Rep. Adam Kinzinger (R-IL) said that he and Liz Cheney aren’t brave for strongly condemning the attack on Paul Pelosi but that they are surrounded by cowards in the Republican Party.
Kinzinger was asked why it is so hard for Republicans to condemn the attack on Paul Pelosi.
Because we’re close to an election. In the new view on the extreme is you don’t ever admit defeat, never back off. When Elon deleted his tweet, people were like you’re acquiescing to the left-wing mob, I want to make it clear — by the way, Liz and I are not courageous. There’s no strength in this. We’re just surrounded by cowards.
It looks like courage when it’s your bare duty. Some of what you see on the conspiracy right is that, well, look, back in 2013, he was a nudist or something, or he was a Bernie or whatever it was. There was something on the left. What that proves to me is how quickly people have been radicalized into this Qanon thing. Everybody has a friend that used to be somebody on the left or in the center or reasonable that within a period of a month or two is reading the internet and is now radicalized. That goes to show me the huge issue that we have here.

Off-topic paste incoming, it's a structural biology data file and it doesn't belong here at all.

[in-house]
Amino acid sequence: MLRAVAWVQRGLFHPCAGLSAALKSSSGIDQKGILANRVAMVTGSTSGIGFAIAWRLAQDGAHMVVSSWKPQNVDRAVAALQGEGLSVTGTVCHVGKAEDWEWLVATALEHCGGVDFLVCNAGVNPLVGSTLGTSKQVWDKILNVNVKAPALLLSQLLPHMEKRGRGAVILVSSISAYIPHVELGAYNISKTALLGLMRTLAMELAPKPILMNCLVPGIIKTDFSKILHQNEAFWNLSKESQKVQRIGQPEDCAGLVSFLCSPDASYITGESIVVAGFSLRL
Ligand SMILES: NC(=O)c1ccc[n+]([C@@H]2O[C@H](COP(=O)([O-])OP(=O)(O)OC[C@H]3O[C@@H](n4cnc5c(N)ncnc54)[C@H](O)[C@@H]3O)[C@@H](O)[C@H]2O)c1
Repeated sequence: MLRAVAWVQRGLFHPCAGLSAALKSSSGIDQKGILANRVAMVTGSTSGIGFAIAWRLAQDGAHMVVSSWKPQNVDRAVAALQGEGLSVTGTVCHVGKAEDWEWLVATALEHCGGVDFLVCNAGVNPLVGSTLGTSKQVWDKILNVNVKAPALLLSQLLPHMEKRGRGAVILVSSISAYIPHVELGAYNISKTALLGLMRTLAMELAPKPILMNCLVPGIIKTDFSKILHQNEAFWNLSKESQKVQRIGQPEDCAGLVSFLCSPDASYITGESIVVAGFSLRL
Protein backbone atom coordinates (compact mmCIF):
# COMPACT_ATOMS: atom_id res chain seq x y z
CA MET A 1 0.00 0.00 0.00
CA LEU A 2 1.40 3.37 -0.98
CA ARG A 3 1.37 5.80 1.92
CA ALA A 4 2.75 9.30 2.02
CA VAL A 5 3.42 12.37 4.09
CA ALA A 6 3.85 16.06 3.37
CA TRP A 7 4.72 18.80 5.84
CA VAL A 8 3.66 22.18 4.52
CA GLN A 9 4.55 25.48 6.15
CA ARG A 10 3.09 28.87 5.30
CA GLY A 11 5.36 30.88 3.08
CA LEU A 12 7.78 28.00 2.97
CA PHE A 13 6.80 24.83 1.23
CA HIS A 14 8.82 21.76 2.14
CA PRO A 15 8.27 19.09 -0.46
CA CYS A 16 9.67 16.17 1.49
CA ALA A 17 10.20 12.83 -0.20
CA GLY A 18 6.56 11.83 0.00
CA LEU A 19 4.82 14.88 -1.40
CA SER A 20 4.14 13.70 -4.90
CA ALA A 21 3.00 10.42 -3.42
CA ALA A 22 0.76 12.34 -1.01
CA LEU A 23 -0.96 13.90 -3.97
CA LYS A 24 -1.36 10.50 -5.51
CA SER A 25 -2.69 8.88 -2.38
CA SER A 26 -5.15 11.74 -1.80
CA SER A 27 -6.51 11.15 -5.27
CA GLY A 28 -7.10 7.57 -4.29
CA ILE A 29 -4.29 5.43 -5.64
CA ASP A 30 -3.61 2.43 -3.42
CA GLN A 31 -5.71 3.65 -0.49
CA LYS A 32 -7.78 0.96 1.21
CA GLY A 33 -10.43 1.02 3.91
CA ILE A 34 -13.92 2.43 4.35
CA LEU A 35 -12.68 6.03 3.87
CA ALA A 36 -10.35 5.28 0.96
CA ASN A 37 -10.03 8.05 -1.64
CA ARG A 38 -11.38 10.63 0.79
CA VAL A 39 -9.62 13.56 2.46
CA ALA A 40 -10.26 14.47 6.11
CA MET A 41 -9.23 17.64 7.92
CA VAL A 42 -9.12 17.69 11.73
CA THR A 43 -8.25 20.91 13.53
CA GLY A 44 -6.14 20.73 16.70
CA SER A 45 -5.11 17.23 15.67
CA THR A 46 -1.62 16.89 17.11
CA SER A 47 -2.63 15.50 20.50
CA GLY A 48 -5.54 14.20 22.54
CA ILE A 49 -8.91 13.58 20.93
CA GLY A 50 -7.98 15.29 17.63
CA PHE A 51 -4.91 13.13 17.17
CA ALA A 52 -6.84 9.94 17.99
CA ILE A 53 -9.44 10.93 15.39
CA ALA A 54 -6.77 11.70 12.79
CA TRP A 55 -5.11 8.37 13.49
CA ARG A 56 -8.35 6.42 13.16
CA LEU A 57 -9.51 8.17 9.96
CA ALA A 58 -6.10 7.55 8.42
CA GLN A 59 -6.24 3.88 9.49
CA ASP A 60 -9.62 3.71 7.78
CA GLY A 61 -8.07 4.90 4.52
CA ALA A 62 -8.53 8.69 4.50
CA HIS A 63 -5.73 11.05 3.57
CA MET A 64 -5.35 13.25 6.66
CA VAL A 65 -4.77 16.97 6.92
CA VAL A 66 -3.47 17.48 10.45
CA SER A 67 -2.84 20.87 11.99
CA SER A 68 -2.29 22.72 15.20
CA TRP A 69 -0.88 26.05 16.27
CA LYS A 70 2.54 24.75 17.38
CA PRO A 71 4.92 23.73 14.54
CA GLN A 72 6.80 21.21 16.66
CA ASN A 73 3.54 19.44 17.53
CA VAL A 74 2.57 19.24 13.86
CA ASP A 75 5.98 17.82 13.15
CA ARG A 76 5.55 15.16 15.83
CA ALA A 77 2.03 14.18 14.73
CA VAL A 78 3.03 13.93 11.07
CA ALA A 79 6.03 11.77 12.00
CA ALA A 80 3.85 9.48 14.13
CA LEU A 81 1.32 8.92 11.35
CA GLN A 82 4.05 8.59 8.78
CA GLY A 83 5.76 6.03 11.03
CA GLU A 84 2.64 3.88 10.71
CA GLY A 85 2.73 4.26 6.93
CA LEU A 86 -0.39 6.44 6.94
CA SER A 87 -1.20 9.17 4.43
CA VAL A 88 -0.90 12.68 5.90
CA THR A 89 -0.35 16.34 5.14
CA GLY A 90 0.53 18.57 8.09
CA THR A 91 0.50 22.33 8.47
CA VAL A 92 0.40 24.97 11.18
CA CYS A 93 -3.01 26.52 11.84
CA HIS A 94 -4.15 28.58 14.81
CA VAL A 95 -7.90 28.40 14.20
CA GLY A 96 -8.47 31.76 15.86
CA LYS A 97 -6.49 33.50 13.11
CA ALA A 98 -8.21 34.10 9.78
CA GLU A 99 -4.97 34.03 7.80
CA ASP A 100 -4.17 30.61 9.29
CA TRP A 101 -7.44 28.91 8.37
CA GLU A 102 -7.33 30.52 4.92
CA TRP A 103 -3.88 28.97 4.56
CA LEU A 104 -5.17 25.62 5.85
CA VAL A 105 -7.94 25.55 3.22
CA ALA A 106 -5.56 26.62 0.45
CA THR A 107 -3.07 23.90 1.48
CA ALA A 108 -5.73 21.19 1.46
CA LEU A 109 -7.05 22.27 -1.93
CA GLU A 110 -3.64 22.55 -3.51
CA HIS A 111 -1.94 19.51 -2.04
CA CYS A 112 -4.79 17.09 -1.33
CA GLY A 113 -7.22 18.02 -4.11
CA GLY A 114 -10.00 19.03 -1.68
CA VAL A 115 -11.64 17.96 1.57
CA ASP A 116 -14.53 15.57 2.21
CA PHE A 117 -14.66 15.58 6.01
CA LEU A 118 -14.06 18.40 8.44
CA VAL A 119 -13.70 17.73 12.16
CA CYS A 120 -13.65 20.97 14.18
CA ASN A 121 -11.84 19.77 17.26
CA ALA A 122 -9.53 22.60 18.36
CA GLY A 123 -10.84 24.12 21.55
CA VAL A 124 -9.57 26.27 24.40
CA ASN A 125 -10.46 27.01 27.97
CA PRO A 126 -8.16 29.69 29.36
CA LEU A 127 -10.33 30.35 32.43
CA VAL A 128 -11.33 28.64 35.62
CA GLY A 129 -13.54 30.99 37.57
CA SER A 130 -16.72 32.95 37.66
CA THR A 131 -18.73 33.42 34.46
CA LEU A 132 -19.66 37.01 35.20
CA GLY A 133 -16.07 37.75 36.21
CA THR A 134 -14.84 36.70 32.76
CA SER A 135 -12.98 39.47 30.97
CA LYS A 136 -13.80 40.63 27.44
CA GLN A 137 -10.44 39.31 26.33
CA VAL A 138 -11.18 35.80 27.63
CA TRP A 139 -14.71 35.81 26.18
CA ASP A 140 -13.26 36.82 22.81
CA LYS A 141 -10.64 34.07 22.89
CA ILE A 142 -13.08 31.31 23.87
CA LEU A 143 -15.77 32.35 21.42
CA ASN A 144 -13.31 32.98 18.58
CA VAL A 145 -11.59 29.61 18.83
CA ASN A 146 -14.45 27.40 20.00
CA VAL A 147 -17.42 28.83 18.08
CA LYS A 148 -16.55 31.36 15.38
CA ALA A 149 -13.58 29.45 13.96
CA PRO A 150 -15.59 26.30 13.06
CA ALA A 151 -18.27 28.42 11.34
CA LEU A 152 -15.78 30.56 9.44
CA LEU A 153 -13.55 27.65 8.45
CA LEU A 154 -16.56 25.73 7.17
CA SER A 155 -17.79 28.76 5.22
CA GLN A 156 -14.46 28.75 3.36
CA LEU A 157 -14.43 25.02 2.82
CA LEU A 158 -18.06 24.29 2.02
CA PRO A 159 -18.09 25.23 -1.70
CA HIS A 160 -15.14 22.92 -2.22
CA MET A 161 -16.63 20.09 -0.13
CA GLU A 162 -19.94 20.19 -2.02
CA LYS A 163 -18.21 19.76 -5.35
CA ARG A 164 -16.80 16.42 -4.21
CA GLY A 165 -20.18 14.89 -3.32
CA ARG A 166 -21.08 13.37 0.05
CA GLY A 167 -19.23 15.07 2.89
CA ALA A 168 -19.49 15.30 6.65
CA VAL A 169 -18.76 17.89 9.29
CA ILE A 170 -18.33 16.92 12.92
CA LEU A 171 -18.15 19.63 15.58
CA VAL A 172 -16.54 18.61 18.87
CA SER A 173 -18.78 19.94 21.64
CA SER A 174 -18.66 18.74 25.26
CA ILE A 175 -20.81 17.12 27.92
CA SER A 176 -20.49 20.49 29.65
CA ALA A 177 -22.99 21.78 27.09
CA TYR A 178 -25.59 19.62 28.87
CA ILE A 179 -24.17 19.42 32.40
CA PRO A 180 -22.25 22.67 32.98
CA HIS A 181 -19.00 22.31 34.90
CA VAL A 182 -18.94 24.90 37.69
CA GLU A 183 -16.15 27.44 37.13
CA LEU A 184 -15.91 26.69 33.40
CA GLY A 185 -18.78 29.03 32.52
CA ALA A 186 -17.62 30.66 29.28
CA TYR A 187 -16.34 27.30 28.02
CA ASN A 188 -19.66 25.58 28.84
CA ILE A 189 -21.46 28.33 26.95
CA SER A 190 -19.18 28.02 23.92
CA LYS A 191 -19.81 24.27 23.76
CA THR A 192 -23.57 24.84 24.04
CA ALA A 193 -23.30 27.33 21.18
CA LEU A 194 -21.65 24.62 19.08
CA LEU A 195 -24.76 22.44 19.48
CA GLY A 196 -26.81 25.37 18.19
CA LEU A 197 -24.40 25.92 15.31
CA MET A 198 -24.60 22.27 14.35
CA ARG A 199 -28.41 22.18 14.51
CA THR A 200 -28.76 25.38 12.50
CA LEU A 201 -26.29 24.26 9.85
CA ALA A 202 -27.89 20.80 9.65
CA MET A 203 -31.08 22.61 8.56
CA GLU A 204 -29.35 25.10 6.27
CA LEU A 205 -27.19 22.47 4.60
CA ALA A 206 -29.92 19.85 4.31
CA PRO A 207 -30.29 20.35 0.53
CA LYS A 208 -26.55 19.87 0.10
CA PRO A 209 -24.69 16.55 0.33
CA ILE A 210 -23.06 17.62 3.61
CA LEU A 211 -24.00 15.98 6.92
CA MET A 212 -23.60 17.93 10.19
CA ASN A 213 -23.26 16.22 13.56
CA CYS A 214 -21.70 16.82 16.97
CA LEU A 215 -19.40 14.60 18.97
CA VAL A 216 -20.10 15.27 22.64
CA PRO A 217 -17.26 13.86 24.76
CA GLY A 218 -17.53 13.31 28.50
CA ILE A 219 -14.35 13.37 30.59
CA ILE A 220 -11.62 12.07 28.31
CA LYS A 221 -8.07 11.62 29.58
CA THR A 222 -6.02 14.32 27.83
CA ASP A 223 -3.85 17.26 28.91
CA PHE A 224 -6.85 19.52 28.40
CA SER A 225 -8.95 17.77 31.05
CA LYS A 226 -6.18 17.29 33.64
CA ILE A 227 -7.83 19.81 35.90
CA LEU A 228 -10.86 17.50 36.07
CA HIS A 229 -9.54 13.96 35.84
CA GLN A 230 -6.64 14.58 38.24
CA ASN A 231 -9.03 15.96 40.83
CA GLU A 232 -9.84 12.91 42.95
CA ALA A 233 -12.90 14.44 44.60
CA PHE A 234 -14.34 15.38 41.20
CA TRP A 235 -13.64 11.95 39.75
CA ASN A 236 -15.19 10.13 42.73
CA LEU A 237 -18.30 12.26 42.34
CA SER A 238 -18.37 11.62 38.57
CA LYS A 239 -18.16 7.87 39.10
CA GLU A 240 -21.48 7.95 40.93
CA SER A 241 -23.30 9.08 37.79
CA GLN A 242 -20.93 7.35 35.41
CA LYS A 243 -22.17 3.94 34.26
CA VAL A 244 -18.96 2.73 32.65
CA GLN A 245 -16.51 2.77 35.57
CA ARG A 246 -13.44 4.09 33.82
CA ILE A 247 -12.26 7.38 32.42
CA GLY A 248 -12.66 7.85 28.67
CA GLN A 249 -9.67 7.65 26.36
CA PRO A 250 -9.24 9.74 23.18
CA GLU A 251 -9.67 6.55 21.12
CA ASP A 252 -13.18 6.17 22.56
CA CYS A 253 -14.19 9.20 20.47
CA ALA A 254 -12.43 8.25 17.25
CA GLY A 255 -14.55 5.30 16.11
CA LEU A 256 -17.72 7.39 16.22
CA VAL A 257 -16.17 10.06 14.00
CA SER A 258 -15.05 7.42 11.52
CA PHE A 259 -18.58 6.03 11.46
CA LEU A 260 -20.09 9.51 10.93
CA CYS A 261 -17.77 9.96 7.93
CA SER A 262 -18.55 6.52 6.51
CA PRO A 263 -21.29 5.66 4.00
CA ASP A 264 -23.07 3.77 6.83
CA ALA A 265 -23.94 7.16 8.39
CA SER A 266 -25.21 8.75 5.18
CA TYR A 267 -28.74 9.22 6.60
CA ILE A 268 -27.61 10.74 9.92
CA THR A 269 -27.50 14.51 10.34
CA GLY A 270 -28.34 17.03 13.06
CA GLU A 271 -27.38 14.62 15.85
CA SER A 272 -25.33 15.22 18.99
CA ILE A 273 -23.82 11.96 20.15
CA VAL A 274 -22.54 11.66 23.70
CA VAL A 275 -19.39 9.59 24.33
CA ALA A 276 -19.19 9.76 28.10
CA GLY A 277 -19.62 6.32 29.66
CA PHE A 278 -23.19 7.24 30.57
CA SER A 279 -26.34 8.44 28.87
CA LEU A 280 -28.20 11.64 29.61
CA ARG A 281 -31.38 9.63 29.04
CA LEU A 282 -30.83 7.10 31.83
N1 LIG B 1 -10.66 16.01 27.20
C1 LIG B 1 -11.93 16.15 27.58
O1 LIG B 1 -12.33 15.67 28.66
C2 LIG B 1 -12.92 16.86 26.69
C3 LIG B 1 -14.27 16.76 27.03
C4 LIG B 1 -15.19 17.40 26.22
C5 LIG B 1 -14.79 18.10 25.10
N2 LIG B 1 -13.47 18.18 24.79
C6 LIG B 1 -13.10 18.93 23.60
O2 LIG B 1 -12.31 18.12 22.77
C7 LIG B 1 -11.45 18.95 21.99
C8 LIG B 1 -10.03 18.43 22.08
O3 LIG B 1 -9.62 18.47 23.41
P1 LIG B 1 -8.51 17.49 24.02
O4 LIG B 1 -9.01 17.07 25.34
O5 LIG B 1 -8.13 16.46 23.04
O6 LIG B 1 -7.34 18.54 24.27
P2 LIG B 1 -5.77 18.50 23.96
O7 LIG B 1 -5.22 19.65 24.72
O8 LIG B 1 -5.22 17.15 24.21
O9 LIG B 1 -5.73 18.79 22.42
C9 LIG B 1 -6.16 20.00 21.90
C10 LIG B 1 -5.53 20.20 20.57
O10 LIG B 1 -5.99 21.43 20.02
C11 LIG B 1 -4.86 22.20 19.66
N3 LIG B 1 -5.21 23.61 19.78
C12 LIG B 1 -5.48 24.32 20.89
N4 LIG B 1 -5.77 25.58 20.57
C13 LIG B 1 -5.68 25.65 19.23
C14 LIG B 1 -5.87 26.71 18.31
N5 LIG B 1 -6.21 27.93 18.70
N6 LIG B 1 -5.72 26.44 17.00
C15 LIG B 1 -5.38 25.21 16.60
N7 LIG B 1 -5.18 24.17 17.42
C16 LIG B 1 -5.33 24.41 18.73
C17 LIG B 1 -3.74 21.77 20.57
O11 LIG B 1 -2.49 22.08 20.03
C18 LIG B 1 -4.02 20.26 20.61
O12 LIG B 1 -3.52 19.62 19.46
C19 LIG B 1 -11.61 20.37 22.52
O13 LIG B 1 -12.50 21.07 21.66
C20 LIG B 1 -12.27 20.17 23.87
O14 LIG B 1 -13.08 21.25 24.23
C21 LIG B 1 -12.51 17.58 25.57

Rep. Kinzinger was correct on both of his points. The Republican reaction has been cowardice. Republicans have either issued generic statements condemning violence but never condemning the lies of Donald Trump that radicalize people like Pelosi’s attacker, or they mock the attack and joke about it.
As Rachel Maddow pointed out, joking about the attack is the same as endorsing political violence as an acceptable path to power.
Republicans are cowards. The fact that Kinzinger and Cheney aren’t doesn’t make them brave, just decent human beings.
Mr. Easley is the managing editor. He is also a White House Press Pool and a Congressional correspondent for PoliticusUSA. Jason has a Bachelor’s Degree in Political Science. His graduate work focused on public policy, with a specialization in social reform movements.
Awards and Professional Memberships
Member of the Society of Professional Journalists and The American Political Science Association